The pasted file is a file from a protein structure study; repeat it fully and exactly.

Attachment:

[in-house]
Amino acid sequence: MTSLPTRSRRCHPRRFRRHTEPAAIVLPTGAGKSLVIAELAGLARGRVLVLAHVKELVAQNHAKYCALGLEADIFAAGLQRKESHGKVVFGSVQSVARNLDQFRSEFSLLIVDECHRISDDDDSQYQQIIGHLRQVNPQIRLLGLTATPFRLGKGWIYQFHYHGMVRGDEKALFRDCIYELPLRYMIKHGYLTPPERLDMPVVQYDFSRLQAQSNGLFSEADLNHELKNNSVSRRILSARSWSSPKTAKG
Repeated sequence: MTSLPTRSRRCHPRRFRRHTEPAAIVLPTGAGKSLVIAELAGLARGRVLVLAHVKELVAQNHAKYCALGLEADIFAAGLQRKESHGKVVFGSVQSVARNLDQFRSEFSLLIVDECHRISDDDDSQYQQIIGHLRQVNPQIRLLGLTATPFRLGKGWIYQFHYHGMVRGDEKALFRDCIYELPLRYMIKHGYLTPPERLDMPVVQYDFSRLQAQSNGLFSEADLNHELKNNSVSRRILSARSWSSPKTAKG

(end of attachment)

[in-house]
Amino acid sequence: MTSLPTRSRRCHPRRFRRHTEPAAIVLPTGAGKSLVIAELAGLARGRVLVLAHVKELVAQNHAKYCALGLEADIFAAGLQRKESHGKVVFGSVQSVARNLDQFRSEFSLLIVDECHRISDDDDSQYQQIIGHLRQVNPQIRLLGLTATPFRLGKGWIYQFHYHGMVRGDEKALFRDCIYELPLRYMIKHGYLTPPERLDMPVVQYDFSRLQAQSNGLFSEADLNHELKNNSVSRRILSARSWSSPKTAKG
Repeated sequence: MTSLPTRSRRCHPRRFRRHTEPAAIVLPTGAGKSLVIAELAGLARGRVLVLAHVKELVAQNHAKYCALGLEADIFAAGLQRKESHGKVVFGSVQSVARNLDQFRSEFSLLIVDECHRISDDDDSQYQQIIGHLRQVNPQIRLLGLTATPFRLGKGWIYQFHYHGMVRGDEKALFRDCIYELPLRYMIKHGYLTPPERLDMPVVQYDFSRLQAQSNGLFSEADLNHELKNNSVSRRILSARSWSSPKTAKG